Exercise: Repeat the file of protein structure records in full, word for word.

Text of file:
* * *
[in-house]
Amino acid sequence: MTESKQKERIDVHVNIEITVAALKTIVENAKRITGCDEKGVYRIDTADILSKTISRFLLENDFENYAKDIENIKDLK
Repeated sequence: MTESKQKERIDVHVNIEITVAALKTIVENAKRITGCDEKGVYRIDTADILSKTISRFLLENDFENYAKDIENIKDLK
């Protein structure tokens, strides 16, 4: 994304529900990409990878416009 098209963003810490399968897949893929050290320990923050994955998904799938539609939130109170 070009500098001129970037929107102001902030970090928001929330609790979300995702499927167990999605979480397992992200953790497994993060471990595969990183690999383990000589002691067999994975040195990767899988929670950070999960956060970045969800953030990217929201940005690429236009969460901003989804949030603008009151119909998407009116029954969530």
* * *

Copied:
[in-house]
Amino acid sequence: MTESKQKERIDVHVNIEITVAALKTIVENAKRITGCDEKGVYRIDTADILSKTISRFLLENDFENYAKDIENIKDLK
Repeated sequence: MTESKQKERIDVHVNIEITVAALKTIVENAKRITGCDEKGVYRIDTADILSKTISRFLLENDFENYAKDIENIKDLK
């Protein structure tokens, strides 16, 4: 994304529900990409990878416009 098209963003810490399968897949893929050290320990923050994955998904799938539609939130109170 070009500098001129970037929107102001902030970090928001929330609790979300995702499927167990999605979480397992992200953790497994993060471990595969990183690999383990000589002691067999994975040195990767899988929670950070999960956060970045969800953030990217929201940005690429236009969460901003989804949030603008009151119909998407009116029954969530």